If you’re still not convinced try and think of it this way; would you be happy with a song called ‘F****ts in Fuerteventura’ (by the Scissor Sisters) or ‘K**es in Kalingrad’ (Regina Spektor perhaps)? Hopefully your answer would be no. While it’s easy to write this off as “political correctness gone mad”, when you can’t put your hand on your heart and be 100% comfortable with a particular group using a word, that speaks volumes. So until such terms become as forgotten as “glaikit” (“thicko” in Scottish) try using an equivalent. ‘Nougat in Paris’ sounds much nicer, don’t you think?
So The Darkness are back. Not just on the nostalgia circuit, but with a proper album coming out and bagging the lucrative slot of supporting Lady Gaga on some of her tour dates. Asides from the problems with Justin Hawkins, the band has always had another internal problem that’s hindered their success – are they for real? By this I mean are they still the parody of Glam-rock that captured retro-minded imaginations and sold millions of their debut….or are they trying to leave it in the past as a straight-faced rock band? As you might remember their sophomore One Way Ticket to Hell …and Back was a comparative slump as although it tried to replicate the same sense of fun as Permission to Land, it also took itself too seriously in places. The Darkness need to spell out consistently what side their bread is buttered with their tone, otherwise it’ll be a one way ticket – and this time with no return.
The video for their new single ‘Nothing’s Gonna Stop Us Now’ suggests jollity is thankfully back on the agenda:
At the same time, have a look at the tracklisting for Hot Cakes (released on August 20th):
‘Every Inch Of You’
‘Nothing’s Gonna Stop Us’
‘With A Woman’
‘Keep Me Hangin’ On’
‘Living Every Day Blind’
‘Everybody Having A Good Time’
‘She Just A Girl Eddie’
‘Street Spirit (Fade Out)’
‘Love Is Not The Answer’
Yes, that is a RADIOHEAD COVER you might’ve spotted towards the end. Hmmm.
With Justin promising “Hot Cakes has a nice raw feel to it like the first album had, with occasional luxurious moments akin to the second.” we just might end up with the best aspects of both records, or their worst faults. Either way I will defend them to the death as the perfect support act for Gaga. Camp, self-indulgent but ultimately lots of fun when they want to be…just like the woman herself.
After the UK’s second-to-bottom nosedive last Saturday, there are probably emergency meetings planned in the BBC Eurovision broom cupboard office. What exactly went wrong? Was it the song? The Hump? An unlucky combination of the two. In a particularly ballad-heavy year there was nothing distinctive about Engelbert’s offering to make it stand out, despite roping in Ivor Novello Award-winning songwriter Sacha Skarbek.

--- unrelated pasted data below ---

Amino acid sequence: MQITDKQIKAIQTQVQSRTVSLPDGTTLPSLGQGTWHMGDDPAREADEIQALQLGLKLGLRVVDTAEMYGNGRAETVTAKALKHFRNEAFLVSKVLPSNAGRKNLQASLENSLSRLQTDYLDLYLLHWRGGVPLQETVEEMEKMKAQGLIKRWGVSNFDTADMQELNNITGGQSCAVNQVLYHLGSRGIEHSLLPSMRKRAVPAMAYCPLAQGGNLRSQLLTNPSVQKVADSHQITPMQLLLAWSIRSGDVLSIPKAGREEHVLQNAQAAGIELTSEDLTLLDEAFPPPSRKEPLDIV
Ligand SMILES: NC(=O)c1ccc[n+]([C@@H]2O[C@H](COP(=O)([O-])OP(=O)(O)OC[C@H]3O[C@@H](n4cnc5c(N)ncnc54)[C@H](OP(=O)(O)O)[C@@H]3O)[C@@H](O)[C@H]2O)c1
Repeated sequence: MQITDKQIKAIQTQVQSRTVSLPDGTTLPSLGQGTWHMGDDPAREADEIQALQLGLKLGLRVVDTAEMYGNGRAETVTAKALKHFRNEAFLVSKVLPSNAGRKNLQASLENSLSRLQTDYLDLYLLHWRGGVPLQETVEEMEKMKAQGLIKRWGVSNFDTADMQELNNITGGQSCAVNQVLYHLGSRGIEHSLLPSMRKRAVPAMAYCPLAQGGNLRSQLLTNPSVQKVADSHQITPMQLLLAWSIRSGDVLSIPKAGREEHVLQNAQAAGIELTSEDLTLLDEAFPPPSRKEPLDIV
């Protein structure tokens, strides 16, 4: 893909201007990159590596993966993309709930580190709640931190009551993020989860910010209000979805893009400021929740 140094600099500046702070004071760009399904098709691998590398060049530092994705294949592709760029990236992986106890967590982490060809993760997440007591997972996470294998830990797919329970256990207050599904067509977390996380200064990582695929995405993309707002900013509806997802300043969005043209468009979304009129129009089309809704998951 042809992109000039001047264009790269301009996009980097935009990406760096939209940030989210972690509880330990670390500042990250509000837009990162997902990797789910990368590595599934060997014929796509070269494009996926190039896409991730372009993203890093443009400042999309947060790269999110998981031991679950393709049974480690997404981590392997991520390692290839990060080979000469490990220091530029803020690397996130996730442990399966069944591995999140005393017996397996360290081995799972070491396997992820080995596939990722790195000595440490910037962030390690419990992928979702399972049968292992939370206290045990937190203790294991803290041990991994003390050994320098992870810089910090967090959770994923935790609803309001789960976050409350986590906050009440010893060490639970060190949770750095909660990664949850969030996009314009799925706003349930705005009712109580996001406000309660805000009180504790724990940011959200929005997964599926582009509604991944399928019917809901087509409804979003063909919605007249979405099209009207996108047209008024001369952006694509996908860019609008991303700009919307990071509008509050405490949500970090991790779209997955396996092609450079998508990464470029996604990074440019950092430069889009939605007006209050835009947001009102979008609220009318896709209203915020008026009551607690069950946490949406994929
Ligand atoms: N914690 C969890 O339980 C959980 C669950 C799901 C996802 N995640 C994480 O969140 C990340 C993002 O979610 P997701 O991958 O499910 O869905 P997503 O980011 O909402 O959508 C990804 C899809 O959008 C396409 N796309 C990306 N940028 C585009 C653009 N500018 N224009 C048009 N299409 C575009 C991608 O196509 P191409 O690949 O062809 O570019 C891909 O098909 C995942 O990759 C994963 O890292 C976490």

While I’m not going to go off on one against the performance itself, a competent enough job; some actual promotion across Europe beforehand might’ve helped. When the UK has fared well in the contest in recent years with Jade Ewen (et Andrew Lloyd Webber) and Blue it’s not just been down to the decent song choice, but thanks to creating a bit of buzz. Asides from those old enough to remember the Iron Curtain like it was yesterday, Humperdinck might as well have arrived from Mars instead of Leicester. Familiarity makes all the difference.
Enough post-mortem – ONWARDS to next year:
Auntie has a choice -they could reintroduce the democratic aspect of entrant selection again by allowing the public to vote from a shortlist in another Your Country Needs You-style format, albeit with some decent entrants instead of Katie Price and an ex-dustman from The X Factor.
Alternatively they could continue to pick someone themselves, someone talented who is well-known in Europe but down on their luck career-wise who would gladly take the poisoned chalice of Eurovision. Here are some suggestions:
When she’s not pregnant or postponing an album release Sophie Ellis-Bextor is a reliable, if slightly forgotten household name in the UK, like the Wimpy fast food chain. In Russia and Ukraine it’s a different story altogether where she’s somehow cultivated a vast fanbase to the extent that her last record was released there ahead of her homeland. She’s also a Jill of all trades – her cut-glass vocals suitable for dance, indie and ballads. Now an independent artist with three kids and a husband in The Feeling to support, I have a feeling she wouldn’t turn down this gig if asked.